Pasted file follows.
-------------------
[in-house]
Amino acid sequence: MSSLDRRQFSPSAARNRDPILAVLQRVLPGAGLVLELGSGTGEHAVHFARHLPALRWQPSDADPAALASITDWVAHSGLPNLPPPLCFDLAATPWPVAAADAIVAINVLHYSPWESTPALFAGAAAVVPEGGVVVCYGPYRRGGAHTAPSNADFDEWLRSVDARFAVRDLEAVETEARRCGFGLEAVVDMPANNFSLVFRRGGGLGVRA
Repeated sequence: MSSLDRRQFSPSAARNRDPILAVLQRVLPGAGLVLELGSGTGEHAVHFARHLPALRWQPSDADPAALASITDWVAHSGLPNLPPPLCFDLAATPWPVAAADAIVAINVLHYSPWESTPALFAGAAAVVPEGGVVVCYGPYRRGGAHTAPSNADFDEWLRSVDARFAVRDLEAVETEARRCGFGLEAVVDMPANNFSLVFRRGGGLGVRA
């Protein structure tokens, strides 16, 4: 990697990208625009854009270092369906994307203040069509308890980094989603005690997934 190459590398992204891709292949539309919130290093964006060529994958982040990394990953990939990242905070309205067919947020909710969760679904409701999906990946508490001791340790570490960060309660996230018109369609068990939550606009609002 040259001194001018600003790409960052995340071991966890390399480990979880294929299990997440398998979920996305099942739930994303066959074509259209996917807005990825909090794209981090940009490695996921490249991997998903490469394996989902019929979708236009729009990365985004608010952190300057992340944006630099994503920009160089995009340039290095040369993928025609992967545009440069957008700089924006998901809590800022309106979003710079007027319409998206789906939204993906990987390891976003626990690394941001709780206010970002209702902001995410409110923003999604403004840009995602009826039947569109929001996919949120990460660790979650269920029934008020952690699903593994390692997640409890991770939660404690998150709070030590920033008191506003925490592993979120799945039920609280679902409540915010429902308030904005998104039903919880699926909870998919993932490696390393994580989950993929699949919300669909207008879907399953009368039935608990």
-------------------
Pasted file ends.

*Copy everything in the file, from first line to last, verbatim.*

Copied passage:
[in-house]
Amino acid sequence: MSSLDRRQFSPSAARNRDPILAVLQRVLPGAGLVLELGSGTGEHAVHFARHLPALRWQPSDADPAALASITDWVAHSGLPNLPPPLCFDLAATPWPVAAADAIVAINVLHYSPWESTPALFAGAAAVVPEGGVVVCYGPYRRGGAHTAPSNADFDEWLRSVDARFAVRDLEAVETEARRCGFGLEAVVDMPANNFSLVFRRGGGLGVRA
Repeated sequence: MSSLDRRQFSPSAARNRDPILAVLQRVLPGAGLVLELGSGTGEHAVHFARHLPALRWQPSDADPAALASITDWVAHSGLPNLPPPLCFDLAATPWPVAAADAIVAINVLHYSPWESTPALFAGAAAVVPEGGVVVCYGPYRRGGAHTAPSNADFDEWLRSVDARFAVRDLEAVETEARRCGFGLEAVVDMPANNFSLVFRRGGGLGVRA
């Protein structure tokens, strides 16, 4: 990697990208625009854009270092369906994307203040069509308890980094989603005690997934 190459590398992204891709292949539309919130290093964006060529994958982040990394990953990939990242905070309205067919947020909710969760679904409701999906990946508490001791340790570490960060309660996230018109369609068990939550606009609002 040259001194001018600003790409960052995340071991966890390399480990979880294929299990997440398998979920996305099942739930994303066959074509259209996917807005990825909090794209981090940009490695996921490249991997998903490469394996989902019929979708236009729009990365985004608010952190300057992340944006630099994503920009160089995009340039290095040369993928025609992967545009440069957008700089924006998901809590800022309106979003710079007027319409998206789906939204993906990987390891976003626990690394941001709780206010970002209702902001995410409110923003999604403004840009995602009826039947569109929001996919949120990460660790979650269920029934008020952690699903593994390692997640409890991770939660404690998150709070030590920033008191506003925490592993979120799945039920609280679902409540915010429902308030904005998104039903919880699926909870998919993932490696390393994580989950993929699949919300669909207008879907399953009368039935608990």